(Dec. 8, 2008) In an announcement published in the government gazette on December 3, 2008, Namibian Labor Minister, Immanuel Ngatjizeko, declared that section 128 of the Labor Act of Namibia, a provision that prohibits labor hire practices, will take effect on March 1, 2009. This announcement comes a week after a Namibian High Court cleared the way for implementation of this provision with dismissal of a legal action by African Personnel Services (ASP), the largest of the Namibian labor brokerage companies with up to 8,000 registered workers, challenging the validity of the provision.
The Namibian Labor Act of 2007 took effect on November 1, 2008 (see New Labor Act to Become Effective, GLOBAL LEGAL MONITOR, Oct. 7, 2008, available at //www.loc.gov/lawweb/servlet/lloc_news?disp3_696_text). Although the roadblock to the implementation of section 128 has been removed, the provision will not take effect until March of next year “to protect the rights of the affected employees and to allow for an orderly transition,” according to Ngatjieko. (Denver Isaacs: Labor Hire Banned, NAMIBIAN, Dec. 4, 2008, available at http://allafrica.com/stories/200812040446.html.)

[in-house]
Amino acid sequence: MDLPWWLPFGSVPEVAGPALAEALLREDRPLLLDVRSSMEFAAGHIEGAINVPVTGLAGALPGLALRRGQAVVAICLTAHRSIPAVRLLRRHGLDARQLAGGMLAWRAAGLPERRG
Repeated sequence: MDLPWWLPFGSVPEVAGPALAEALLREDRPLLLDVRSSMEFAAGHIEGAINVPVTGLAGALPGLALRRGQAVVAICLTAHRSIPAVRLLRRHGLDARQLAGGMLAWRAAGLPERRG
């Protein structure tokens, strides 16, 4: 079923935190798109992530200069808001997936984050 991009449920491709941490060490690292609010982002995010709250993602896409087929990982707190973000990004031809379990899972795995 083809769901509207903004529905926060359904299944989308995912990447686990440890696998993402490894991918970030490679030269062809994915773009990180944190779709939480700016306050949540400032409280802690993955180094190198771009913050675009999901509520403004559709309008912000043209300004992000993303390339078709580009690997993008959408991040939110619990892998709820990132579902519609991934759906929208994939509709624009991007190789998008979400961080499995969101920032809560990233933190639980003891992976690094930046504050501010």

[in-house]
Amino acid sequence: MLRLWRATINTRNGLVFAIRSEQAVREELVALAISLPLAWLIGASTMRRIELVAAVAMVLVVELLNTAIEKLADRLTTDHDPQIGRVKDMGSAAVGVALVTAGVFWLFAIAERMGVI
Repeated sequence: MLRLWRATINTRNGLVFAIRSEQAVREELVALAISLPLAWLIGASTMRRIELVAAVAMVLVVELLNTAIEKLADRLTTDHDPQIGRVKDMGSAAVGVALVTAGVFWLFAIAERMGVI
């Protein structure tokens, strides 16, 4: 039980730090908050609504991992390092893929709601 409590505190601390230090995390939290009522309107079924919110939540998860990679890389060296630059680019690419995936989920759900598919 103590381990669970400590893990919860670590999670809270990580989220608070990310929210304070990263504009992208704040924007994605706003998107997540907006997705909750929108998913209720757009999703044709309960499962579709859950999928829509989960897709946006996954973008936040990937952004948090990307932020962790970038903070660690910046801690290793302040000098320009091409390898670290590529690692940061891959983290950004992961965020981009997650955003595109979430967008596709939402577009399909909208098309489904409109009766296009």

According to section 128 of the Namibian Labor Act, “no person may, for reward, employ any person with the view of making that person available to a third party to perform work for [that] third party.” The prohibition does not apply to job agencies that, unlike labor hire companies that become party to employment relationships, are only involved in “matching offers of and applications for employment.” Violation of the provision on labor hire will entail a fine in the amount of N$80,000 (about US $7,785) and/or imprisonment not exceeding five years. (Labor Act No. 11 of 2007, GOVERNMENT GAZETTE OF THE REPUBLIC OF NAMIBIA 103 (Dec. 31, 2007).)